To enable faster exit for start-ups and to bring the winding up process in line with global best practices, the Department of Industrial Policy and Promotion (DIPP) has written to the Ministry of Corporate Affairs (MCA) to notify start-ups as ‘Fast Track firms.’ Fast Track firms will be start-ups with simple debt structures or those meeting certain criteria that will be specified.  

Once this is notified, start-ups shall be able to wind up their business within a period of 90 days from making an application for the same.

 

Background:

The DIPP is the nodal Central government body for the Start-up India initiative, while the MCA is the concerned authority for notifications on winding up of companies. This reform was part of recommendations made by the ‘Bharat Navodaya: Start-Up India Reform Report’. The Report was prepared by the Infosys founder N.R. Narayana Murthy-chaired Alternative Investment Policy Advisory Committee (AIPAC) following a request from capital markets regulator SEBI.

 

Significance of this move:

Winding up in the U.K. can be initiated by downloading a simple form and calling for a shareholders meeting. In Singapore, a simple online application is needed to be made by a director or Company Secretary following which, the process is quite straightforward. Most economic zones in UAE allow for winding down of the business in two to three days.

However, the procedure for winding is complex in India: Several parties including start-ups and venture capital investors have expressed concerns that the process of winding up a company is extremely long and cumbersome, adding to the risk of starting up and operating an enterprise as well as wastage of invaluable human capital.

Also, the long process, paper work and costs involved in the closure are the main reasons why several companies remain dormant. In some instances, entrepreneurs may continue to run companies on paper, filing tax returns and preparing annual reports every year, even if it is no longer operational.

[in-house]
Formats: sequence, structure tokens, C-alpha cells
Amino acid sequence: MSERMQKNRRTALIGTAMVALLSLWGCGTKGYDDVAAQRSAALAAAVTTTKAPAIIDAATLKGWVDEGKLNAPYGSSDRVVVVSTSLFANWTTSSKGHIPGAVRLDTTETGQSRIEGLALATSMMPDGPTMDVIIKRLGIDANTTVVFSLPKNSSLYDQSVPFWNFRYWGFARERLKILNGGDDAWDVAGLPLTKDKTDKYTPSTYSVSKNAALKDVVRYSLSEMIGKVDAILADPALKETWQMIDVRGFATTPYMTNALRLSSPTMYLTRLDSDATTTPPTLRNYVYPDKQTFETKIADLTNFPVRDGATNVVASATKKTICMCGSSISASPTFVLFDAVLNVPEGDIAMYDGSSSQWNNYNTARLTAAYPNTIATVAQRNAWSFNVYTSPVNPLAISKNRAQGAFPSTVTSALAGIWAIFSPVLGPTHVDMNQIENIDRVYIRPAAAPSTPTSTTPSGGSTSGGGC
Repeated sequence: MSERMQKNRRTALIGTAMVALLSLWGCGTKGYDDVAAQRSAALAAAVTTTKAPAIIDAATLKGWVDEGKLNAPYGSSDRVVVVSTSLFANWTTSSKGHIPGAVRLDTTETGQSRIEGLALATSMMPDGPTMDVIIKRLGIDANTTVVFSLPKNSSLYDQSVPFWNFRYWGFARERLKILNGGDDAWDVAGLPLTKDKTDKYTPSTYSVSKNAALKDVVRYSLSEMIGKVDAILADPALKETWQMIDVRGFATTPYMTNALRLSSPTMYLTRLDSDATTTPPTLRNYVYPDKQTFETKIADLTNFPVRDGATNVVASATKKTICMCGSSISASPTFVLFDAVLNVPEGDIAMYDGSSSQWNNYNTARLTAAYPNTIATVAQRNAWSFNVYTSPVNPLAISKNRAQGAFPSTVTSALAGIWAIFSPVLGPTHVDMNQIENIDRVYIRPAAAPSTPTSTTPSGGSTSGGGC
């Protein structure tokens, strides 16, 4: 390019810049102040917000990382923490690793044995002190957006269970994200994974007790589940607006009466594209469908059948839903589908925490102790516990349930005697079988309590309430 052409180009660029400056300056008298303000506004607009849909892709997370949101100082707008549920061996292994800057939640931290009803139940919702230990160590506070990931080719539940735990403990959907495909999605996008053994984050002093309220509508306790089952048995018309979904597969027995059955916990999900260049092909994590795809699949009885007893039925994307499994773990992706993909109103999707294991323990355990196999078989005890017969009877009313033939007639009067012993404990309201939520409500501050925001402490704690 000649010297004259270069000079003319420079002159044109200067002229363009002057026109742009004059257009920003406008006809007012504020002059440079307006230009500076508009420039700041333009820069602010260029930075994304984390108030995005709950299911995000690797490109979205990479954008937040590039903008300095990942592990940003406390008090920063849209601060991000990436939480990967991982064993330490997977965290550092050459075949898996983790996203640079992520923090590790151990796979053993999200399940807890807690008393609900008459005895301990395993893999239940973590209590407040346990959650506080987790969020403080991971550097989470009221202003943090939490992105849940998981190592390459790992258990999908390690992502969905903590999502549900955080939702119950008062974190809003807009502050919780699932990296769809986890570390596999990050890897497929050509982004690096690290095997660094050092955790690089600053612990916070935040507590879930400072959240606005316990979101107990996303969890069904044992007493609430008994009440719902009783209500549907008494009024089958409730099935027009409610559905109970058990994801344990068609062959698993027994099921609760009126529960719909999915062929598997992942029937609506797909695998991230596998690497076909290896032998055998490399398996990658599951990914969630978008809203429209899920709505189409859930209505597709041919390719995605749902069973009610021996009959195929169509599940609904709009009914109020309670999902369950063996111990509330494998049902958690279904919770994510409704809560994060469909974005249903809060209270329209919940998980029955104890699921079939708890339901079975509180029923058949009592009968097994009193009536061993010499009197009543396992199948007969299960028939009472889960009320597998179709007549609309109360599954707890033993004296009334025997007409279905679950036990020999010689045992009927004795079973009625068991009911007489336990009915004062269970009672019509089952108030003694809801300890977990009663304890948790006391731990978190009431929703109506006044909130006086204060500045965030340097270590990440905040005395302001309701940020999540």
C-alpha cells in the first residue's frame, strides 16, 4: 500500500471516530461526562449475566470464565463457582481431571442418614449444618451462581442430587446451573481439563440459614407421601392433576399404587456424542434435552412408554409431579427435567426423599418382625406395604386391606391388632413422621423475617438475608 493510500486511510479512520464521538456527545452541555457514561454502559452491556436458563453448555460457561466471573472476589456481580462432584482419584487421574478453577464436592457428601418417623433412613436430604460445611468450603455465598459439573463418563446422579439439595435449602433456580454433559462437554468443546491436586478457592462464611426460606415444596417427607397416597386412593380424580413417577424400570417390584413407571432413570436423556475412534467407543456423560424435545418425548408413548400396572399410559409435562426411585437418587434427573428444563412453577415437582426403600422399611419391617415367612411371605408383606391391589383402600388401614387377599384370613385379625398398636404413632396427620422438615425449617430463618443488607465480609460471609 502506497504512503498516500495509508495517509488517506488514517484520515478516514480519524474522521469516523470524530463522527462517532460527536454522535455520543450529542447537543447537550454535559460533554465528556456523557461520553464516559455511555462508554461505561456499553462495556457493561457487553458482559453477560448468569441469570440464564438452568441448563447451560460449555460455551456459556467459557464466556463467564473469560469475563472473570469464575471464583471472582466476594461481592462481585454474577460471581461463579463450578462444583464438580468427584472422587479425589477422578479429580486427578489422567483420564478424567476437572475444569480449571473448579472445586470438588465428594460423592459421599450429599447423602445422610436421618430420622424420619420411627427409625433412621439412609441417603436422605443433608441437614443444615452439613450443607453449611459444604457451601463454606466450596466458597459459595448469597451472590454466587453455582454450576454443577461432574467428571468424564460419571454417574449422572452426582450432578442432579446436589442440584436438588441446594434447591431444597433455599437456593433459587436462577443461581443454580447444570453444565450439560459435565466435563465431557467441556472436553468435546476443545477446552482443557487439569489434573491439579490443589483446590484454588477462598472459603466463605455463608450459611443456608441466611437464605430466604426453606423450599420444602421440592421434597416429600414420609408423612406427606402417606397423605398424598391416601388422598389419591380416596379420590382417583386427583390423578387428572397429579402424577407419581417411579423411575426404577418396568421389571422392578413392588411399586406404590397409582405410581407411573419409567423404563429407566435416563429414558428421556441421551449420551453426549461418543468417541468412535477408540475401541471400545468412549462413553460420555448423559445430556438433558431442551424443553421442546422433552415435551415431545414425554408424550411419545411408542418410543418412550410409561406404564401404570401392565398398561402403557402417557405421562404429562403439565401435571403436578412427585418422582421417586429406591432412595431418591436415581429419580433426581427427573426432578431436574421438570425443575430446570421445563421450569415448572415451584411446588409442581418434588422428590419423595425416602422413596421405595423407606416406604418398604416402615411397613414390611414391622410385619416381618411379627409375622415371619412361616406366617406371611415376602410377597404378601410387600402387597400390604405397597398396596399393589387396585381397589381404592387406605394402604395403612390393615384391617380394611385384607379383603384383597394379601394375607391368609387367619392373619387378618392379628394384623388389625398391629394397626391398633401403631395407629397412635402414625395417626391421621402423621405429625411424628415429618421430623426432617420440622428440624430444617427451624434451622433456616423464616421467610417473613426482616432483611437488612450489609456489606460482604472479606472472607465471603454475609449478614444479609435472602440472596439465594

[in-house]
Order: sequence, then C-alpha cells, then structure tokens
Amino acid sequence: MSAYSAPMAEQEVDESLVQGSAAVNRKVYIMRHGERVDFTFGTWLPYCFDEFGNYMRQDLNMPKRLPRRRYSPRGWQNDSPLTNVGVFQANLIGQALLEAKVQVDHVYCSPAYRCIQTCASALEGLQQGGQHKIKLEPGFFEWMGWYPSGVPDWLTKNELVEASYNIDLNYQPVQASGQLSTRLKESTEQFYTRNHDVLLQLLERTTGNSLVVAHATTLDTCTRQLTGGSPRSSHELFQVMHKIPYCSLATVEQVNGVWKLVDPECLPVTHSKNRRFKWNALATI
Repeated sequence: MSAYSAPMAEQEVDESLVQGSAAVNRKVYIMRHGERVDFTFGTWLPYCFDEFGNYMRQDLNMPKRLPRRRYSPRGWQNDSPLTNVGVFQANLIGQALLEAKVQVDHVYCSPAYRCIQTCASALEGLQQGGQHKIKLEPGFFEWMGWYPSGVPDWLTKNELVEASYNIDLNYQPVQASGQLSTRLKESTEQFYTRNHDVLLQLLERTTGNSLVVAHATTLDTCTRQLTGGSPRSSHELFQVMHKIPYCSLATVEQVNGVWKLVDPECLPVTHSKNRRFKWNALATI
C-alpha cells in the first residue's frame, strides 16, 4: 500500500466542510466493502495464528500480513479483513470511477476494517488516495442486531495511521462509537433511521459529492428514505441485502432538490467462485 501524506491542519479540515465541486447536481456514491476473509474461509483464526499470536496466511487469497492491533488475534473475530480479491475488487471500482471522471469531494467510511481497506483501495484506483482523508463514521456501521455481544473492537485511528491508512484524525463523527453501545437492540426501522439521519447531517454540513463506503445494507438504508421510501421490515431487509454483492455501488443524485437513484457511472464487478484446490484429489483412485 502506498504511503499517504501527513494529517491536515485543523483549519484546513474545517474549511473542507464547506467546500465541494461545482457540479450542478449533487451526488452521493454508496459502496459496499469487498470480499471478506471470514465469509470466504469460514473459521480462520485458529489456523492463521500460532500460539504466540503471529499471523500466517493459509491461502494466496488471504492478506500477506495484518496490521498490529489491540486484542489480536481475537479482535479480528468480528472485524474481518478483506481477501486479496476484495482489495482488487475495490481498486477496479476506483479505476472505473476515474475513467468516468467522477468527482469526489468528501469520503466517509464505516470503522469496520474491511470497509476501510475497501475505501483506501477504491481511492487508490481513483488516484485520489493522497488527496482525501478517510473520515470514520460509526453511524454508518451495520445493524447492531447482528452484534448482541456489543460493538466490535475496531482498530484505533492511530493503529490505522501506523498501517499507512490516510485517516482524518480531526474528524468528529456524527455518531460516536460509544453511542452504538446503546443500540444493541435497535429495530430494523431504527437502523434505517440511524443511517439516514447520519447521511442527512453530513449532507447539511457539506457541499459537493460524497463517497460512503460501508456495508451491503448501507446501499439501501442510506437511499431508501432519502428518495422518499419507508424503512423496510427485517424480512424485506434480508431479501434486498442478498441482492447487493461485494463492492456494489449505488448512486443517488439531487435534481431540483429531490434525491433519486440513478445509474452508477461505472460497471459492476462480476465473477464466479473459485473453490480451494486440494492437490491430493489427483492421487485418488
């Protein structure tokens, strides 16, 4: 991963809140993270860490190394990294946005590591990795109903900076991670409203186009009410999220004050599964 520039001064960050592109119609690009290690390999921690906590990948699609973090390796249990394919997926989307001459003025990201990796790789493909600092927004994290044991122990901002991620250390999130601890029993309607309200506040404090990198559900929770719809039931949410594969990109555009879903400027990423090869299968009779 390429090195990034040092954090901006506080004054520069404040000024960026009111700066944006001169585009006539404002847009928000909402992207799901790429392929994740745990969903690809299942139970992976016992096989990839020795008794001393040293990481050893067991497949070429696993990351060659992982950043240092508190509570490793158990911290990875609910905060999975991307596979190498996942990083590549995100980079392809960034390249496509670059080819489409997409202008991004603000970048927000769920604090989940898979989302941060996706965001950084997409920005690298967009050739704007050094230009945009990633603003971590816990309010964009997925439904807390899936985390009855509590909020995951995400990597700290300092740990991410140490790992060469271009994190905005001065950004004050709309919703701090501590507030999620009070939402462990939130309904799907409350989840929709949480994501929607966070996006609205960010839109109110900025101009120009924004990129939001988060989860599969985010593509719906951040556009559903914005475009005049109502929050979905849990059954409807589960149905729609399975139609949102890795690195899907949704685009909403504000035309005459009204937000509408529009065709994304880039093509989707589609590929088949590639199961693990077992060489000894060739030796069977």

Sources: the hindu.


 

Paper 2 Topic: Important aspects of governance, transparency and accountability, e-governance- applications, models, successes, limitations, and potential; citizens charters, transparency & accountability and institutional and other measures.

 

CAG pulls up I-T Dept. on shell companies

 

The Comptroller and Auditor-General (CAG) has pulled up the Income Tax Department for not putting to use the tools at its disposal for effective action against shell companies that conceal unaccounted-for income and generate black money, specifically with respect to Maharashtra Sales Tax Department findings.

 

What’s the issue?

In its latest report, the CAG said the Maharashtra State IT department’s website had a list of 2,059 suspicious dealers who had issued invoices involving tax evasion of over ₹10,640 crore. The auditor had sought details from the I-T Department in Mumbai on the assessees and the ultimate beneficiaries, but despite reminders, the data were not provided.

  • In 2008-09, the MSTD had informed the Bombay High Court that it had investigated 1,555 hawala operators involving 39,488 beneficiary dealers who had passed on an input tax credit of ₹1,333 crore in three years.
  • The accused claimed and got input tax credit against the declaration of fake tax invoices without actual transactions involving the sale and purchase of goods. To evade detection, payments were made against the invoices by cheque or bank transfers and the amounts were later withdrawn from the accounts of hawala operators.
  • The CAG relied upon the MSTD data for analysis and found that the Income Tax Department had not even scrutinised all the assessees featuring on the list.

 

Concerns:

The shell companies are used to generating bogus bills showing inflated expenses on various counts. They receive payments through the banking channel to project the transactions as genuine, and then return the rest to the ultimate beneficiaries after charging a commission. Unscrupulous tax consultants and chartered accounts are also involved in the setting up of such entities.

Sources: the hindu.


 

Facts for Prelims

 

India hosts world’s oldest algae fossil:

  • Scientists in India have uncovered a pair of 1.6 billion-year-old fossils that appear to contain red algae, which may be the oldest plant-like life discovered on Earth. Until now, the oldest known red algae was 1.2 billion years old.
  • The fossils were discovered in sedimentary rocks at Chitrakoot in central India.